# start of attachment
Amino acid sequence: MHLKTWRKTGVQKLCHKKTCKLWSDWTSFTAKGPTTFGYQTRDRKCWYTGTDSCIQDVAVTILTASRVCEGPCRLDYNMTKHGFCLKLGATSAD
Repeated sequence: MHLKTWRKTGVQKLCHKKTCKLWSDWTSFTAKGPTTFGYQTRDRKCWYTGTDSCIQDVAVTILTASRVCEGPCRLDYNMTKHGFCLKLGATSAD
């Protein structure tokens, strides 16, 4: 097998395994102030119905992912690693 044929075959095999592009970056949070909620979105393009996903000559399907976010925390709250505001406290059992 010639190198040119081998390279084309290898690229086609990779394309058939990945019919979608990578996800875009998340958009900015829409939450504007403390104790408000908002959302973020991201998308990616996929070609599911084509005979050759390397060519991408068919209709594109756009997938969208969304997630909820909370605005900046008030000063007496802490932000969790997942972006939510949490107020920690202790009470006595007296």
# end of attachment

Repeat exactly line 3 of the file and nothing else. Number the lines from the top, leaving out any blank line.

């Protein structure tokens, strides 16, 4: 097998395994102030119905992912690693 044929075959095999592009970056949070909620979105393009996903000559399907976010925390709250505001406290059992 010639190198040119081998390279084309290898690229086609990779394309058939990945019919979608990578996800875009998340958009900015829409939450504007403390104790408000908002959302973020991201998308990616996929070609599911084509005979050759390397060519991408068919209709594109756009997938969208969304997630909820909370605005900046008030000063007496802490932000969790997942972006939510949490107020920690202790009470006595007296």